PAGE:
At Maltese law, commercial property is defined as property which is not used for residential purposes and which is leased to primarily host activities intended to generate profit. Examples of commercial property includes stores, offices, clinics and property which is used for the sale of art or trade, amongst others.
Exceptionally, property leased to a society or to a musical, philanthropic, social, sporting or political entity which is used as a club is not deemed to be a commercial tenement, irrespective of whether part of it is being used to generate profit.
Who may lease property?
There are no restrictions as to who may enter into such a lease agreement, as long as the parties to the arrangement have legal capacity to contract. Therefore, any person who is not interdicted or incapacitated and is of age may enter into a lease agreement, irrespective of the nationalities of either party as long as they are present in Malta legally.
With regards to property owners who have acquired their property through an Acquisition of Immovable Property (AIP) permit (the permit required to buy property in Malta if you are not a resident) are not allowed to lease out their property for residential or commercial purposes since the permit only grants the permit holder the right to utilise the property as primary residence.
Who is the lessor?
Since the contract of lease does not transfer ownership, but merely the enjoyment of a thing, the lessor may be either the direct owner or else a legitimate possessor of the property. Maltese law requires that the lessor is in a juridical position to be able to transfer the tenement.
In this case, even if the right of the temporary holder is lost, the lease agreement is still upheld as Maltese law obliges the owner to acknowledge the lessee. In seeking to protect also the rights of the lessor, the lease agreement would be upheld if the lease had been granted under fair conditions and for a reasonable time. If the lease is not granted under fair conditions, he has a right not to acknowledge the lease agreement.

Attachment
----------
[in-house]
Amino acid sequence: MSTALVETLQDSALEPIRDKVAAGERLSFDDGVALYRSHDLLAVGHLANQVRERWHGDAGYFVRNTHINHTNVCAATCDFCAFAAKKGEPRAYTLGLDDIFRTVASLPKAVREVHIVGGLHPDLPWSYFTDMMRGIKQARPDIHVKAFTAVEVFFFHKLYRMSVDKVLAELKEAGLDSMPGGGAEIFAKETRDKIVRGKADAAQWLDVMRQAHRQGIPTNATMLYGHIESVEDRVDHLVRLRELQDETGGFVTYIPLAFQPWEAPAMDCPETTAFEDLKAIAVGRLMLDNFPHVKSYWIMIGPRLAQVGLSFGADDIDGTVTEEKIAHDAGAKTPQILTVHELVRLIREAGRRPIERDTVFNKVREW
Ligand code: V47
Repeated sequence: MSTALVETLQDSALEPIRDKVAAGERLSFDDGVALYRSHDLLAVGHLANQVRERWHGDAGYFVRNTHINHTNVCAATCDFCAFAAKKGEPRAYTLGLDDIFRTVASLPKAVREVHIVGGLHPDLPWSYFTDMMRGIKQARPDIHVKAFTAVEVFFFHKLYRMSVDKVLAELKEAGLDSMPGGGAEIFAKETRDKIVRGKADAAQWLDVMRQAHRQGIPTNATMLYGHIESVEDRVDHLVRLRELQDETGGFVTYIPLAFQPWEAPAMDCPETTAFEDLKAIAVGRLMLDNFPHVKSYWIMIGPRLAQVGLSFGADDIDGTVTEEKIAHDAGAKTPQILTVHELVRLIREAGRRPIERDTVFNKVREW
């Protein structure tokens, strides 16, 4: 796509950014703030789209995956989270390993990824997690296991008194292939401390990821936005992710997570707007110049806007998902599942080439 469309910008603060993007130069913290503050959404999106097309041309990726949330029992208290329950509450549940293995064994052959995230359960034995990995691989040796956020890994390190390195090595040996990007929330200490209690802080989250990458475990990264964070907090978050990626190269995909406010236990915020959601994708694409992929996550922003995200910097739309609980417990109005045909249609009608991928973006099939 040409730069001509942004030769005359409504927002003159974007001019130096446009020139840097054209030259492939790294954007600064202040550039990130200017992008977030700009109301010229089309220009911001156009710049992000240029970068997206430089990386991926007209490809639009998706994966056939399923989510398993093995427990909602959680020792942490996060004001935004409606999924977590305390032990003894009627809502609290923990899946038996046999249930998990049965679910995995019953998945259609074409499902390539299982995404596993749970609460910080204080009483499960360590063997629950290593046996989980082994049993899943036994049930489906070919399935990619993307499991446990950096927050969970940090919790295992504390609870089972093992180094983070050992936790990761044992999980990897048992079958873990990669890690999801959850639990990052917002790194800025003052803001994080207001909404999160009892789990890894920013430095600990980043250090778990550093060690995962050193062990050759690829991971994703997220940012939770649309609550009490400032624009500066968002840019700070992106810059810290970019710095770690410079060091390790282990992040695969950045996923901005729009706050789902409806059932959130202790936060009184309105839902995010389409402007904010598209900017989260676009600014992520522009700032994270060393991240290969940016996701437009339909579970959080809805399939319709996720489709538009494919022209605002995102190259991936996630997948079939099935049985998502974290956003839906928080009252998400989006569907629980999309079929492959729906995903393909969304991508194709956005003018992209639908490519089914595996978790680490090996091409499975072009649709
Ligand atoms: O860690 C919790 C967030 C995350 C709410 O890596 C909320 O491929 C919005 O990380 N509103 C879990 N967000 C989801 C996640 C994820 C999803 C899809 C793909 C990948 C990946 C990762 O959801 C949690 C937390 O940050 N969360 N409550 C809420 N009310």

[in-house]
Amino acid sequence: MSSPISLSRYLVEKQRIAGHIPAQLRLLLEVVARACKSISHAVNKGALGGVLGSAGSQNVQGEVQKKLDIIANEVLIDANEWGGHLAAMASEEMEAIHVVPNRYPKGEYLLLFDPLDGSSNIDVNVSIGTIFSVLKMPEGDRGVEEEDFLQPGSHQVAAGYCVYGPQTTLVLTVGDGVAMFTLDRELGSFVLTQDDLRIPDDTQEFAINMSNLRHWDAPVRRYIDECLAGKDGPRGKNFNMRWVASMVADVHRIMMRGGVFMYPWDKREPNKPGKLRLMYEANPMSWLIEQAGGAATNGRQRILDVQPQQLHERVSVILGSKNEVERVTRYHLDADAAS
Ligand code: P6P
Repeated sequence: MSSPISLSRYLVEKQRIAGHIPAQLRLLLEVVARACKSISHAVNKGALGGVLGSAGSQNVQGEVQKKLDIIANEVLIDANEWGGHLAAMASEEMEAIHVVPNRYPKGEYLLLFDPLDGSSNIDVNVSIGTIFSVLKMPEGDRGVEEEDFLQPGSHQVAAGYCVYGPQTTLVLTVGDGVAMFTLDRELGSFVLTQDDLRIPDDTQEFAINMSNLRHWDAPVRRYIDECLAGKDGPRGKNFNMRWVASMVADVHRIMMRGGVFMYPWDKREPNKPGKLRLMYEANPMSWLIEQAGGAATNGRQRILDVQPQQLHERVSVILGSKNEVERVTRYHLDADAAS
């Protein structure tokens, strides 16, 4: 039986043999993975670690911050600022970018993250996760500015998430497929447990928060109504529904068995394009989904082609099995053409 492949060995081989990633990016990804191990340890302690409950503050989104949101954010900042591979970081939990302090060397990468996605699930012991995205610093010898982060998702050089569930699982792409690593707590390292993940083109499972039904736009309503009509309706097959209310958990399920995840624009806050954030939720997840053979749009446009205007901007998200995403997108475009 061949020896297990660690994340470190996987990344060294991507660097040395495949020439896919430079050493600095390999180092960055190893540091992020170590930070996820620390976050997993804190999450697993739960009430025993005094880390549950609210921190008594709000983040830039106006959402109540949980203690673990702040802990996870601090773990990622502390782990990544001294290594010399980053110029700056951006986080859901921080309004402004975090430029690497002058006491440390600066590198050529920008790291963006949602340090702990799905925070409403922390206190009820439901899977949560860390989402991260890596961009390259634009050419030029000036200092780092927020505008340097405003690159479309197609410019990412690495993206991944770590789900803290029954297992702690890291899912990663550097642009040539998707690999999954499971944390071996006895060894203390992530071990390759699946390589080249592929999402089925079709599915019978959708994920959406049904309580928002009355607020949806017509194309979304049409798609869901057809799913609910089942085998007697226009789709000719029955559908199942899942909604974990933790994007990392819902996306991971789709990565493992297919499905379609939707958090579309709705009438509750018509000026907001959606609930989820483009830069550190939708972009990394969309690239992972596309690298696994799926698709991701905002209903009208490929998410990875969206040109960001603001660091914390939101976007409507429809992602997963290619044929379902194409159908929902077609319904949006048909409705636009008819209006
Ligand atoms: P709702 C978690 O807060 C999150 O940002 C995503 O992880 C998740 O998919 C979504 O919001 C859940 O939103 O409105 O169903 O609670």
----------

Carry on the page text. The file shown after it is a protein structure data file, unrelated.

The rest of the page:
In the case that the lessor sells the property, the buyer is bound by the obligations of the old lessor and thus he must respect the lease.
Who is the lessee?
Various Maltese judgements have established that the relationship between the lessor and lessee gives rise to a personal right between the lessor and lessee. Notwithstanding this, the contract is not dissolved by the death of the either party. Thus, for the remaining duration of the contract, a successor of either of the parties to the commercial lease agreement will continue to enjoy the fruits yielded or be bound by obligations (as the case may be) of the said agreement.
The form of the Agreement
A commercial property lease agreement must be in writing and must include details on:
- The property to be leased
- The agreed use of the property let
- Duration of the lease agreement
- Whether the lease may be extended and in what manner
- The amount or rent to be paid
- The manner in which rent will be paid
The aforementioned details are key to the agreement, as the lack of even one of them will render the contact null and void. The Civil Code goes through meticulous detail, outlining the rights and obligations of the lessor and lessees, and contains multiple provisions which cover the termination of the lease agreement, destruction of property and the sale of property during the lease period, amongst others.
Our Commercial Property lawyers at Chetcuti Cauchi are fully geared towards providing comprehensive services which cover every aspect of the leasing of commercial property, from negotiating lease details and drafting the lease agreement, to offering a range of lease support services such as property valuations and conducting inventories as may be required. Moreover, Chetcuti Cauchi provides administrative services including timely reminders of when rent is due, payment of rent due and rent-collection services.
Commercial Property Purchase or Sale
Whilst the process to purchase or sell commercial property is relatively straightforward in Malta, guidance from legal professional is generally called for to ensure that the rights of the seller and buyer are being respected. In order to make the transaction as seamless as possible, Chetcuti Cauchi posits itself as a point of reference between clients and other stake holders such as banks, estate agents and contractors. With our 'on the ground' knowledge of the industry, we are in the position to offer the best advice possible and subsequently negotiate and draft the best possible terms on which commercial property is acquired or sold, acting in our clients’ best interest to make sure they are adequately protected and any pitfalls are avoided.